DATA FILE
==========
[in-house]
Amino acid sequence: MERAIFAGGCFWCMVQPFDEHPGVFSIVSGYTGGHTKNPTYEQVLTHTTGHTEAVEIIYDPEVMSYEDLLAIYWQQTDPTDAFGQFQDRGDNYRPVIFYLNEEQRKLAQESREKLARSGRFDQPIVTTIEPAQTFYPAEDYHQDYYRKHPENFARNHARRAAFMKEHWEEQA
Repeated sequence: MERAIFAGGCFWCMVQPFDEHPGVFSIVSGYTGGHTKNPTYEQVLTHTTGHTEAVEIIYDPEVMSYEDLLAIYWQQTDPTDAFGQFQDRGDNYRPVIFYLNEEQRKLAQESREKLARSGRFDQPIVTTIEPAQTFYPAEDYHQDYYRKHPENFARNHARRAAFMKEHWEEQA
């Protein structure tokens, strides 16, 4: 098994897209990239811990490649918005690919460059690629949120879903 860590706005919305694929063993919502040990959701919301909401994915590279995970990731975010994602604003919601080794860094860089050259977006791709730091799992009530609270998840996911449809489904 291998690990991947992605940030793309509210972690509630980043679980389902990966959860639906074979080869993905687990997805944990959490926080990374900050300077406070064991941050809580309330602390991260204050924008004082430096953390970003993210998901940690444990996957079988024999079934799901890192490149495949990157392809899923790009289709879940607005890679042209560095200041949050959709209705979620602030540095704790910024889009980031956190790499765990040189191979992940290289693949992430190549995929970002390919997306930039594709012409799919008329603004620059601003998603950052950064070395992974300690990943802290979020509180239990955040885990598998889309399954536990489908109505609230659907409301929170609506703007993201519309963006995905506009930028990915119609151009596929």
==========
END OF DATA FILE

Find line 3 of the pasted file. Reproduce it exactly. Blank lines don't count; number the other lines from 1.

Repeated sequence: MERAIFAGGCFWCMVQPFDEHPGVFSIVSGYTGGHTKNPTYEQVLTHTTGHTEAVEIIYDPEVMSYEDLLAIYWQQTDPTDAFGQFQDRGDNYRPVIFYLNEEQRKLAQESREKLARSGRFDQPIVTTIEPAQTFYPAEDYHQDYYRKHPENFARNHARRAAFMKEHWEEQA